Harrison Weir (1824-1906) founded the National Cat Club in 1887 and is regarded by some as the “Father of Cat Fancy.” He owned numerous cats throughout his lifetime and today, I’m introducing you to his “Old Lady”, a grand silver tabby, who was a part of the Weir household.
Weir included this drawing of his cat in his 1892 book Our Cats and All About Them. In the list of illustrations he refers to her as a silver tabby. In the body of the text, he calls her a blue tabby. Blue tabby was a phrase I hadn’t seen before. Apparently, it’s a tabby cat with black fur where the stripes are also dark and sometimes hard to see. The explanation also said that sometimes a cat can be a blue tabby when it’s young and the stripes will become more defined as it matures.
Either way, this silver tabby has some lovely markings on her back. We don’t get to see her sweet face but we do see that she is apparently hunting some small creature in the background of the drawing. Weir often commented that cats were superior to dogs because they were useful – they helped to control the “varmint” population.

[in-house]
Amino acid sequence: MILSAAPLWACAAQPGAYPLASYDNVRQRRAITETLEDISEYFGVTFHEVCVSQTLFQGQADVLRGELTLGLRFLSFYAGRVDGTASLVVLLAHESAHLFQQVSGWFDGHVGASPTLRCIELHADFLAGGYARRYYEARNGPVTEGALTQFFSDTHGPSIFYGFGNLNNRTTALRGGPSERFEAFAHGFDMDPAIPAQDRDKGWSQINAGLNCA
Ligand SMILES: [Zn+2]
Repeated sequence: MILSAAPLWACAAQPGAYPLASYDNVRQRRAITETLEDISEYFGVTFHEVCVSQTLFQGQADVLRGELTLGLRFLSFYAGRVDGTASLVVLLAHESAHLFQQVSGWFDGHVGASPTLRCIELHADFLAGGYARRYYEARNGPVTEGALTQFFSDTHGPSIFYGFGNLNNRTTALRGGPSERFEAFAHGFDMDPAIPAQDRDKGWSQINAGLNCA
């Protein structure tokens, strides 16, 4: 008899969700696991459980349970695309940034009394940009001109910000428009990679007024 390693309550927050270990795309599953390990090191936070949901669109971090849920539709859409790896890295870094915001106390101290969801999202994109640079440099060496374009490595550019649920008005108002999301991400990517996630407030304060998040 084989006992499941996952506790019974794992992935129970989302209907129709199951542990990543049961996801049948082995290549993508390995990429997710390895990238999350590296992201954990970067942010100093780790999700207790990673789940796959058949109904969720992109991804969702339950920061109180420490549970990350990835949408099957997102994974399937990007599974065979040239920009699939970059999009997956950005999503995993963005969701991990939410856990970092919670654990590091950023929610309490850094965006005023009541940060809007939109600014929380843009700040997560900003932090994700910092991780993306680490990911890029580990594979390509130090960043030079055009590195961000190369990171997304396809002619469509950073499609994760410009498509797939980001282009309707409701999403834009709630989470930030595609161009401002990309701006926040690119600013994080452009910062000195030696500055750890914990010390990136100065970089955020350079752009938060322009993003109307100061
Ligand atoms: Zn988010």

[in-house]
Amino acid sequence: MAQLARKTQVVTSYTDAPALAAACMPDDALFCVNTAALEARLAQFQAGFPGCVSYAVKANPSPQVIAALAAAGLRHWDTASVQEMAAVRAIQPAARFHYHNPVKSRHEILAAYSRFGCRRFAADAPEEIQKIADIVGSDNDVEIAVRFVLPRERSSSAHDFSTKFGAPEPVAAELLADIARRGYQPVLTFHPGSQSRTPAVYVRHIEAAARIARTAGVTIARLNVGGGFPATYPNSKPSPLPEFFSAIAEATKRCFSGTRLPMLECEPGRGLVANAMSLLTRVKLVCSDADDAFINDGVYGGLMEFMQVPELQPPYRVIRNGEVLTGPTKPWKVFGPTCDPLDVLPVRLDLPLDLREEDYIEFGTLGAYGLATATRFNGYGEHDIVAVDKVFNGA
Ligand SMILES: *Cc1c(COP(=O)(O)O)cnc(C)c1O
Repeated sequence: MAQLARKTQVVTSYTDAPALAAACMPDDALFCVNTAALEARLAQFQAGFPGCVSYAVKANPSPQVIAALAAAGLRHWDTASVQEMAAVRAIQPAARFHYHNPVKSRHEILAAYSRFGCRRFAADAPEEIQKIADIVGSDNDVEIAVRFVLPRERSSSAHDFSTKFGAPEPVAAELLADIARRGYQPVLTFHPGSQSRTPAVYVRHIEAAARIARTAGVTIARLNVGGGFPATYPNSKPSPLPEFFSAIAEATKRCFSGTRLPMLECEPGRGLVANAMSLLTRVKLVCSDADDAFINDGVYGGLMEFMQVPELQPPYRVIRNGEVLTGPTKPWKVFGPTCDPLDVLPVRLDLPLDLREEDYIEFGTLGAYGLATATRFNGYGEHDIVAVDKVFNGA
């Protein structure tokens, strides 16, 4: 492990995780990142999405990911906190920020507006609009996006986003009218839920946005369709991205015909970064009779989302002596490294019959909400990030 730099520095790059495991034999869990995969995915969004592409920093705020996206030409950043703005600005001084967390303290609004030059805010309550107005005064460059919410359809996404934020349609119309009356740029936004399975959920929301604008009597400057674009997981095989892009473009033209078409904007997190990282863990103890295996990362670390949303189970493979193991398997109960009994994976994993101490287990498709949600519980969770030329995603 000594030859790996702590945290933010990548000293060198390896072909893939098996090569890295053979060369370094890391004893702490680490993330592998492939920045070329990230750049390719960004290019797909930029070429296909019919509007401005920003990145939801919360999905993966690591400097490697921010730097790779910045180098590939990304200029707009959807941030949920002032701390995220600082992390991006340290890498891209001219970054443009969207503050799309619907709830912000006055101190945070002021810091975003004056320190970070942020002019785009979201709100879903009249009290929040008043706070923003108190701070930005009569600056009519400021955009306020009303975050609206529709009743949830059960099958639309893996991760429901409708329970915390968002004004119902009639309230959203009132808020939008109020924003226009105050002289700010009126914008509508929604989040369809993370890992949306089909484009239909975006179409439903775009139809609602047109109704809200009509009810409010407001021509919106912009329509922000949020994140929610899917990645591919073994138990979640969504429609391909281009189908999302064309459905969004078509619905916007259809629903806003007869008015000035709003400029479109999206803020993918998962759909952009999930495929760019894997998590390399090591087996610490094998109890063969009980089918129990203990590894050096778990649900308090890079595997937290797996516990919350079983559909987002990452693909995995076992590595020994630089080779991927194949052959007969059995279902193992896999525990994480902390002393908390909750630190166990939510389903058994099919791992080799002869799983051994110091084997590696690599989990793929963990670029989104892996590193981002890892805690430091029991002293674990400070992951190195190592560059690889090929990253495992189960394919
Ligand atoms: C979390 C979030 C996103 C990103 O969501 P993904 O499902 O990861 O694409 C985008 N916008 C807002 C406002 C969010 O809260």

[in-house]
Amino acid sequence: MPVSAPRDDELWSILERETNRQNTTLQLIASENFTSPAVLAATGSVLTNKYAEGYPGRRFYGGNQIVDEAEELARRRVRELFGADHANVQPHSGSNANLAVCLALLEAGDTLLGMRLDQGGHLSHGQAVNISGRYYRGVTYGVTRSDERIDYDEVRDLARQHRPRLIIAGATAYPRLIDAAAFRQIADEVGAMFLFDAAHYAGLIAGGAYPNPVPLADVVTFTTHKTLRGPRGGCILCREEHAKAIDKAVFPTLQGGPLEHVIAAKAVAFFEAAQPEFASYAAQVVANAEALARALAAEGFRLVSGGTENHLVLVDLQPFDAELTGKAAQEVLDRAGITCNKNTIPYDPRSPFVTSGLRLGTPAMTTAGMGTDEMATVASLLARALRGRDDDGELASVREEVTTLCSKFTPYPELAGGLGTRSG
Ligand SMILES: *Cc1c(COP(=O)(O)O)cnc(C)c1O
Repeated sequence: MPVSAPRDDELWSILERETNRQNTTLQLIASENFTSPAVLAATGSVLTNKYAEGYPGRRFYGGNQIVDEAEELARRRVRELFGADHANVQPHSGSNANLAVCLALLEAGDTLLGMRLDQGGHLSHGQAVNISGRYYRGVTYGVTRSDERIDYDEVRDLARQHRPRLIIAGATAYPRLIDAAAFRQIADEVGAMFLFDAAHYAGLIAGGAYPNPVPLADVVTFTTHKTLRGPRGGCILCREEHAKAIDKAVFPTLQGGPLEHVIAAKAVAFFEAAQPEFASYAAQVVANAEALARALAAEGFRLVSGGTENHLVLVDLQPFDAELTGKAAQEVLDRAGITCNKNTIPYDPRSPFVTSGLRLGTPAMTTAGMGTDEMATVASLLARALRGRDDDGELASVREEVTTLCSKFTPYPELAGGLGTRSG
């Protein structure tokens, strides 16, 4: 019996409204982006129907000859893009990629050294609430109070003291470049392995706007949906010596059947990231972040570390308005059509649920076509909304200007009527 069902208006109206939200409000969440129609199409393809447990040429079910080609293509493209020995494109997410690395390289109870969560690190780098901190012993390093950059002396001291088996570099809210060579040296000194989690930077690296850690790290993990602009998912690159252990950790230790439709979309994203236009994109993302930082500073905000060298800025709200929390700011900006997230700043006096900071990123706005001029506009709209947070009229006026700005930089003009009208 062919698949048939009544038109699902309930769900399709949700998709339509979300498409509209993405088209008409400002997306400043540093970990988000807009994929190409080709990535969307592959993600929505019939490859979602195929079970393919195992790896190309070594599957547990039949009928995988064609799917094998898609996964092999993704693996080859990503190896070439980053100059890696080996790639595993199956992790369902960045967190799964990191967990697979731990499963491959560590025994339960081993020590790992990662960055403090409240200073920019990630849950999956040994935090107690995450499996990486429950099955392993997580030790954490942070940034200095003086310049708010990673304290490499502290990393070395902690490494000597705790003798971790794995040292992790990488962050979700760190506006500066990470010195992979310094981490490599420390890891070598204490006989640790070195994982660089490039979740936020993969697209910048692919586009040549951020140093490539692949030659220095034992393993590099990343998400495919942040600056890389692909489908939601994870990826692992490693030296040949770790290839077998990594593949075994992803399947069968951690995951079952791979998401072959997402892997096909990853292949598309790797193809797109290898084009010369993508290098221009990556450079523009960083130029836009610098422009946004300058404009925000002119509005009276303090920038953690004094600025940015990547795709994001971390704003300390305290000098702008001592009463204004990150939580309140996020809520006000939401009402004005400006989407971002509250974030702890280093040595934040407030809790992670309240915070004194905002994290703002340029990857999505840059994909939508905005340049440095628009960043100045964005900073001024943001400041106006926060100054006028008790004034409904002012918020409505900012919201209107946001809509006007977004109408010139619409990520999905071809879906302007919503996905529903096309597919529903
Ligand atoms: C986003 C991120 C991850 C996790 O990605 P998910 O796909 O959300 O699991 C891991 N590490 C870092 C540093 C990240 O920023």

The full-sized version of this silver tabby cat drawing is too large to display here. So, simply click on the drawing above to access it.
This image is copyright free and in the public domain anywhere that extends copyrights 70 years after death or at least 120 years after publication when the original illustrator is unknown.